TRADITIONAL Danish pastries are under threat in Denmark.
Their ‘kanelsnegler,’ or cinnamon rolls, could be banned after the EU proposed limiting the use of the spice in an effort to limit the amount of coumarin consumed. Coumarin is a naturally occurring toxic chemical found in cassia, the most common type of cinnamon.
Denmark's food safety agency plans to implement the EU regulations which limit the amount of coumarin used to 15mg a kilo on everyday baked goods. However, in Sweden, the Government has got around the ruling by calling the cinnamon pastries a ‘traditional and seasonal dish’ as they are mainly enjoyed around Christmas and New Year. This allows them to use up to 50mg per kilo.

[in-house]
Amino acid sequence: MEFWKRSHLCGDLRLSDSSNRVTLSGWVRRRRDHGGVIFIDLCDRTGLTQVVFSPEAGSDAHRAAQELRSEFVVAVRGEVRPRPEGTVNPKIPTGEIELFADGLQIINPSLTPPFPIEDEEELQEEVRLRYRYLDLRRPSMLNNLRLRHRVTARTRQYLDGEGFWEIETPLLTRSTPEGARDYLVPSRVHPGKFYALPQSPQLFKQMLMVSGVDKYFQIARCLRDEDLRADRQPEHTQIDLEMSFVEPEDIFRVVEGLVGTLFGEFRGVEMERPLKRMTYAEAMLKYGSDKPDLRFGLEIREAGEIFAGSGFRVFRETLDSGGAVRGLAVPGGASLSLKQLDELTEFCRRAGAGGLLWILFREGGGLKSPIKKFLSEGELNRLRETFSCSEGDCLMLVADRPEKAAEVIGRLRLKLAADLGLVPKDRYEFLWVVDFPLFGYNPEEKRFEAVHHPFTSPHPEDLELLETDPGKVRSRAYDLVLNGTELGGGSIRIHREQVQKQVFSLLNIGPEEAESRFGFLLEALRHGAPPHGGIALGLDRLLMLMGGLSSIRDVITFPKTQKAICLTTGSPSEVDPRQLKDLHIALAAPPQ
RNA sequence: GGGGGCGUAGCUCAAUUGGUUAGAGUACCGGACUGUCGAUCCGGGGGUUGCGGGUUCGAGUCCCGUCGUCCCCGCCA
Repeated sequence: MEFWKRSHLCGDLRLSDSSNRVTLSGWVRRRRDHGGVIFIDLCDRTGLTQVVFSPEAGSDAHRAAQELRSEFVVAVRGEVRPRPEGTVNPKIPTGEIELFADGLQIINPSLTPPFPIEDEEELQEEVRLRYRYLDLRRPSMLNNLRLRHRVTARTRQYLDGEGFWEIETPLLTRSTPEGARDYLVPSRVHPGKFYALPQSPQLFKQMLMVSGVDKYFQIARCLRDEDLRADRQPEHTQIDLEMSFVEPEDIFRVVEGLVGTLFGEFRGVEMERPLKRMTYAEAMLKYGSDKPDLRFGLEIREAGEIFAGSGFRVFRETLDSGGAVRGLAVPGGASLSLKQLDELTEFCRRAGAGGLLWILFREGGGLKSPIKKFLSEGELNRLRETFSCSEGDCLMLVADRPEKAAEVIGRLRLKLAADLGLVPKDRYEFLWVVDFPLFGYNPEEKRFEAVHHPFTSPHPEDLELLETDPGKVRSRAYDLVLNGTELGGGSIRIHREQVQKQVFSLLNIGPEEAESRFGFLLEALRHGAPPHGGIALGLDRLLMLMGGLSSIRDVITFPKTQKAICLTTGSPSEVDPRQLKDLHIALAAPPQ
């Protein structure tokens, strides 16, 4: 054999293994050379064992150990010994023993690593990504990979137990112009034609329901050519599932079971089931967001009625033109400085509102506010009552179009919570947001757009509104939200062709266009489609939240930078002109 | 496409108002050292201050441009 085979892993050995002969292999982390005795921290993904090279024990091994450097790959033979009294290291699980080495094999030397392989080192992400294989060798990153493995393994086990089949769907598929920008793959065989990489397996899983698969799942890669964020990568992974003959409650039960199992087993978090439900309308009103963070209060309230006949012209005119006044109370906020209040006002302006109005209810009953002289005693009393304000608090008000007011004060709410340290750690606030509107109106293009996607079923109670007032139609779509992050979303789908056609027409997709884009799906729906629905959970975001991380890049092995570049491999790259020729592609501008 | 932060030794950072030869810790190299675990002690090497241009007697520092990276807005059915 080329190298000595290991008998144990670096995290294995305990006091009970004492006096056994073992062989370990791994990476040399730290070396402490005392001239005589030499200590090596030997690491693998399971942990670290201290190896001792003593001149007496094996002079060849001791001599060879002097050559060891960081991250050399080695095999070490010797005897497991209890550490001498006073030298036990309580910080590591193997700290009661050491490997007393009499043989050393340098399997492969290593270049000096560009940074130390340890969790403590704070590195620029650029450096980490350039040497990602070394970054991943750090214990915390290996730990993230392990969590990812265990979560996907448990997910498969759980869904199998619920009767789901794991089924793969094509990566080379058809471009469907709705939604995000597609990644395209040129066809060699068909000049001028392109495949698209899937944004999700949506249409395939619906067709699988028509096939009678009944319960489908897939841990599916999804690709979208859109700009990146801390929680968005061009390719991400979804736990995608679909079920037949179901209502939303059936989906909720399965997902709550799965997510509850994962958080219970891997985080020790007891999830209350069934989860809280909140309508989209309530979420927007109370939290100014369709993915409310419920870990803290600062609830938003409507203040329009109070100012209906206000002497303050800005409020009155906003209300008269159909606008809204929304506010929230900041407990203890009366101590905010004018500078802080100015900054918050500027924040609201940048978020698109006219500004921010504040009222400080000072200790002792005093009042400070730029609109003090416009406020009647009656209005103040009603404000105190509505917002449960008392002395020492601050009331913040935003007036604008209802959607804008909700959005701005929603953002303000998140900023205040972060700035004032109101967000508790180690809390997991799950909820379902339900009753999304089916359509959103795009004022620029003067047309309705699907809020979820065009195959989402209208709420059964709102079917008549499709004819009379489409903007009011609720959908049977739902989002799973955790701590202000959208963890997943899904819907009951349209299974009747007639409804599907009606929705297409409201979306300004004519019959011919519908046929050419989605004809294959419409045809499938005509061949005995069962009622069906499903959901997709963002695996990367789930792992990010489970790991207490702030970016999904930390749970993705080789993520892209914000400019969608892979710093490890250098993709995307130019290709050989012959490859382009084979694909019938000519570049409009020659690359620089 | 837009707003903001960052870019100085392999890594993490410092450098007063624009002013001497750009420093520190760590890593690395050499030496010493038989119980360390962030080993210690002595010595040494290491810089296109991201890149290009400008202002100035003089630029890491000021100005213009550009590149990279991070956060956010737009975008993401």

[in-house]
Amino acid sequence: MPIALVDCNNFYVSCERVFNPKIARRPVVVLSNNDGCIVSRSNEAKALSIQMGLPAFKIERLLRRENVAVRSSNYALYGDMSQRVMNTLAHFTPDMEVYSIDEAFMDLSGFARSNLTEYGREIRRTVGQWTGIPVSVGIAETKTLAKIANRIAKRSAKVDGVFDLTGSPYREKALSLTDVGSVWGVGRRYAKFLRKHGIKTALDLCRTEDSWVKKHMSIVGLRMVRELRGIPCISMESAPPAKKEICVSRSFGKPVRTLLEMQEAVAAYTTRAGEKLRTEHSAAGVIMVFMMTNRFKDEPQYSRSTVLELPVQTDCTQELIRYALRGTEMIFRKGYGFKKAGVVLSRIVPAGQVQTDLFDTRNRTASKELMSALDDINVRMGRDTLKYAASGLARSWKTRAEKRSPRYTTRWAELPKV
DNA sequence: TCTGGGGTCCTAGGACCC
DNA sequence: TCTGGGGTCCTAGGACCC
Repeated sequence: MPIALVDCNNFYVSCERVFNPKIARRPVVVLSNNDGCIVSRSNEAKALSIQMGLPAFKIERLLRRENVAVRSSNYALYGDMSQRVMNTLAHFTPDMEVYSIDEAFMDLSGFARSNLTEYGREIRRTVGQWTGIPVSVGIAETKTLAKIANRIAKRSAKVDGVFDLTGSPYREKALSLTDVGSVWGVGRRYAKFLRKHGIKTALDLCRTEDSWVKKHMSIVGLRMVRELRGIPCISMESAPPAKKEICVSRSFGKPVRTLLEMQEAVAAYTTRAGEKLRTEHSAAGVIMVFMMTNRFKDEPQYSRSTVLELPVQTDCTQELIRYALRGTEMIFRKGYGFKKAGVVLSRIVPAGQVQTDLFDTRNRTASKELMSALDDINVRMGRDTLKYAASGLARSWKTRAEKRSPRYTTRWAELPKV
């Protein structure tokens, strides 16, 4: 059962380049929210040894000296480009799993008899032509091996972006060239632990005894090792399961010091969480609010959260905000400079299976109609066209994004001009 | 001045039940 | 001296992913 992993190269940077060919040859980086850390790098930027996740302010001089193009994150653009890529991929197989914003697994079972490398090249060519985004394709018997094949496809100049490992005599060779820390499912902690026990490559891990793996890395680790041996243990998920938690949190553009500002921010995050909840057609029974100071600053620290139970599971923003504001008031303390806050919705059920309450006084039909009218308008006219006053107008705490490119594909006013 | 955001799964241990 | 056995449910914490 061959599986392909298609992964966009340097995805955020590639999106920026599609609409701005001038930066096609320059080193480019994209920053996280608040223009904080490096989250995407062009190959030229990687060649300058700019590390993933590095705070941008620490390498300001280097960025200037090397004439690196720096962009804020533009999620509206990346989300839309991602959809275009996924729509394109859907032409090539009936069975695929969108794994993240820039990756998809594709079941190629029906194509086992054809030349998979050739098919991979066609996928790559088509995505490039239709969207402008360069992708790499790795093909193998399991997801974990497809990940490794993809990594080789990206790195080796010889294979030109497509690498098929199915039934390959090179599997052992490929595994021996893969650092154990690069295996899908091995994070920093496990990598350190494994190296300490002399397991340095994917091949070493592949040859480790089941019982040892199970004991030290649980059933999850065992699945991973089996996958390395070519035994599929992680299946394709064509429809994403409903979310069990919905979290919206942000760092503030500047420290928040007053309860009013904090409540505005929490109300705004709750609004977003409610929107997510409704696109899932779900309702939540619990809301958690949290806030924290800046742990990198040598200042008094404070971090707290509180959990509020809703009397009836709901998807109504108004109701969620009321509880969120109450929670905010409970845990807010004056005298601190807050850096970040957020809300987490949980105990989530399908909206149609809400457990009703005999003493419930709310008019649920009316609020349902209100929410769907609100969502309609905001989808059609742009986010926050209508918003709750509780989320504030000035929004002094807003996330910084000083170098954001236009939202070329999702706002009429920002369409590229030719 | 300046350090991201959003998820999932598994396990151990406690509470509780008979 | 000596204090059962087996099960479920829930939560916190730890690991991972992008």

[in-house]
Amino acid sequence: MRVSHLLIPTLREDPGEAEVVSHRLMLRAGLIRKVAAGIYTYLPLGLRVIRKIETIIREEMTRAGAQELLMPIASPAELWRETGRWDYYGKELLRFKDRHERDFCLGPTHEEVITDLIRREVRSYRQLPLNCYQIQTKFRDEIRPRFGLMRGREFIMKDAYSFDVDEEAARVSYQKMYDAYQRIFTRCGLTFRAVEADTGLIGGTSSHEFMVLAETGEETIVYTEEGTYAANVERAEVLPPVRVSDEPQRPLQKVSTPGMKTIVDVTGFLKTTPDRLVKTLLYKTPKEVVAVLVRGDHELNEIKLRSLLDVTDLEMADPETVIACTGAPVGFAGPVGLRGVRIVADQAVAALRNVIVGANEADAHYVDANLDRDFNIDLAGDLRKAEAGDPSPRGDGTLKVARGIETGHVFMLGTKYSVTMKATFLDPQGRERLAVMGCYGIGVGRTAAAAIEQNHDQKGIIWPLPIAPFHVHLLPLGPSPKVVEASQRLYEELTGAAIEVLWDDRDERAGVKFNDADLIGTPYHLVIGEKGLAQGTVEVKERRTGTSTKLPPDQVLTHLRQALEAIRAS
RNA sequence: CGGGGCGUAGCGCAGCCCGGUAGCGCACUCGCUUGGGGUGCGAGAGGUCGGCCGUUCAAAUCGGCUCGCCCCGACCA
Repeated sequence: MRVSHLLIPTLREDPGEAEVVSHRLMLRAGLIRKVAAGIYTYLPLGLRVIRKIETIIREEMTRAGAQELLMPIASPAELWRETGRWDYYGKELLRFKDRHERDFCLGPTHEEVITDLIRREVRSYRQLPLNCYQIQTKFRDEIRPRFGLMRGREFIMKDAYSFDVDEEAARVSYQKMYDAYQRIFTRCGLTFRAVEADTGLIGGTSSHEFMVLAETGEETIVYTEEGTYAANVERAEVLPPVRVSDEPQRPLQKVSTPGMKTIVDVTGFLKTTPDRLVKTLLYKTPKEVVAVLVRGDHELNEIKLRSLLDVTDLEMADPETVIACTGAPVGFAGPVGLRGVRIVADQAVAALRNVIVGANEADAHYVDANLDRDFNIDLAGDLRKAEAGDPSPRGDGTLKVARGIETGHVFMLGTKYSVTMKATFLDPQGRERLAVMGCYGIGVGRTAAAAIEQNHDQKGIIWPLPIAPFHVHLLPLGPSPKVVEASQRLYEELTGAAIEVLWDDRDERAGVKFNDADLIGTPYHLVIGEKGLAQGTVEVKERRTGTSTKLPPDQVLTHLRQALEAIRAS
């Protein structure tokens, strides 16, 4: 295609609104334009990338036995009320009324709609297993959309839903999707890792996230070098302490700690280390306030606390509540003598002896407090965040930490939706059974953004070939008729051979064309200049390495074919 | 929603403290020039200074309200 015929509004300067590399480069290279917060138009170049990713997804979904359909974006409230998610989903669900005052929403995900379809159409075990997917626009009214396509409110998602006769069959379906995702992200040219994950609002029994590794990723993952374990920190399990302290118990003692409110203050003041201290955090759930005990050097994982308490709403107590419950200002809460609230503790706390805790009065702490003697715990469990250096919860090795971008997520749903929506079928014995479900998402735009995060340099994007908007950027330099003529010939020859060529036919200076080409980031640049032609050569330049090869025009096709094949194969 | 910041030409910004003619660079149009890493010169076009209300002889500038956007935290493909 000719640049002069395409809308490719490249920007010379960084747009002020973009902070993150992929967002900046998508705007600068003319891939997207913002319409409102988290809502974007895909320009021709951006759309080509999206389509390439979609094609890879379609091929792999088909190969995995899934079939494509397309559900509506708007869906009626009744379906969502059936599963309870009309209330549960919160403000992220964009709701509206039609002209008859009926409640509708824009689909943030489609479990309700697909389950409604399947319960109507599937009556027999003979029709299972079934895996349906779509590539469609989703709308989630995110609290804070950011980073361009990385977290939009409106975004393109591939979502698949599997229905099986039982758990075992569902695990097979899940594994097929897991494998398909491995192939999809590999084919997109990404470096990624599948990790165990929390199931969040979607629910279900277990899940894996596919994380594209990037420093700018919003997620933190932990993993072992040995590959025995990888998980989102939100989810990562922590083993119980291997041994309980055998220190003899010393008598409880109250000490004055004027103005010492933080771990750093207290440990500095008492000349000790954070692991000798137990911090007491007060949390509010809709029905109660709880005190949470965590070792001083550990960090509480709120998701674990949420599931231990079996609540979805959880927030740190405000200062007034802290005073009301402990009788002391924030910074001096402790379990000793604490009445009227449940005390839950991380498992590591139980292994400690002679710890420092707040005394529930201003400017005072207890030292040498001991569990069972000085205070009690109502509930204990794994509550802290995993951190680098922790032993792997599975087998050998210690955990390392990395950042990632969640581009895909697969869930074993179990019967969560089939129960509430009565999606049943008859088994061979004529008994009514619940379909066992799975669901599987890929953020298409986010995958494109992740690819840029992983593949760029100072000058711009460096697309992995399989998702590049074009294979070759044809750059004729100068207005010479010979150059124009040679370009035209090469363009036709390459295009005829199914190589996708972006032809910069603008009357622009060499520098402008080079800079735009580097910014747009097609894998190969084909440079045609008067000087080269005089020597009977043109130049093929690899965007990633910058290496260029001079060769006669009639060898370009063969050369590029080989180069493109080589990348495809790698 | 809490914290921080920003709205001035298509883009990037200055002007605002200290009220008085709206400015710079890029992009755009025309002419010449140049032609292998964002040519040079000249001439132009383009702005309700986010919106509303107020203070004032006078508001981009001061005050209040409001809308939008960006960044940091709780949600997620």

Ceylon cinnamon contains lower levels of coumarin than cassia cinnamon. Previous studies have linked high coumarin intake to liver damage in a small number of sensitive people, although some people have argued you would have to eat a considerable amount of cinnamon rolls to be affected.